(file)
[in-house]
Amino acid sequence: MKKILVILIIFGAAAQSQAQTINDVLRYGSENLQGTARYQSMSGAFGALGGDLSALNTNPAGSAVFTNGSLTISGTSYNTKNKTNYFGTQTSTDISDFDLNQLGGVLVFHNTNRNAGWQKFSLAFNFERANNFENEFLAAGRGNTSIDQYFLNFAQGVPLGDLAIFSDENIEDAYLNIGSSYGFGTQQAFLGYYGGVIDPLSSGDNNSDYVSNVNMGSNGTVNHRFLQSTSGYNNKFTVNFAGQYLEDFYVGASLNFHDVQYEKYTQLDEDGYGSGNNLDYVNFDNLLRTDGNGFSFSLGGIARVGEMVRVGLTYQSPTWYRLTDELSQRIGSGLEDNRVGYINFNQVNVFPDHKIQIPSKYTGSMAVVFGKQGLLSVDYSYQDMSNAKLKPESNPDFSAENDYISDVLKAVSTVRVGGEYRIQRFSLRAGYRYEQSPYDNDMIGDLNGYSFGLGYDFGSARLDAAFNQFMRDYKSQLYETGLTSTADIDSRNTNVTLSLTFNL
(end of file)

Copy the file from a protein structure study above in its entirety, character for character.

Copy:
[in-house]
Amino acid sequence: MKKILVILIIFGAAAQSQAQTINDVLRYGSENLQGTARYQSMSGAFGALGGDLSALNTNPAGSAVFTNGSLTISGTSYNTKNKTNYFGTQTSTDISDFDLNQLGGVLVFHNTNRNAGWQKFSLAFNFERANNFENEFLAAGRGNTSIDQYFLNFAQGVPLGDLAIFSDENIEDAYLNIGSSYGFGTQQAFLGYYGGVIDPLSSGDNNSDYVSNVNMGSNGTVNHRFLQSTSGYNNKFTVNFAGQYLEDFYVGASLNFHDVQYEKYTQLDEDGYGSGNNLDYVNFDNLLRTDGNGFSFSLGGIARVGEMVRVGLTYQSPTWYRLTDELSQRIGSGLEDNRVGYINFNQVNVFPDHKIQIPSKYTGSMAVVFGKQGLLSVDYSYQDMSNAKLKPESNPDFSAENDYISDVLKAVSTVRVGGEYRIQRFSLRAGYRYEQSPYDNDMIGDLNGYSFGLGYDFGSARLDAAFNQFMRDYKSQLYETGLTSTADIDSRNTNVTLSLTFNL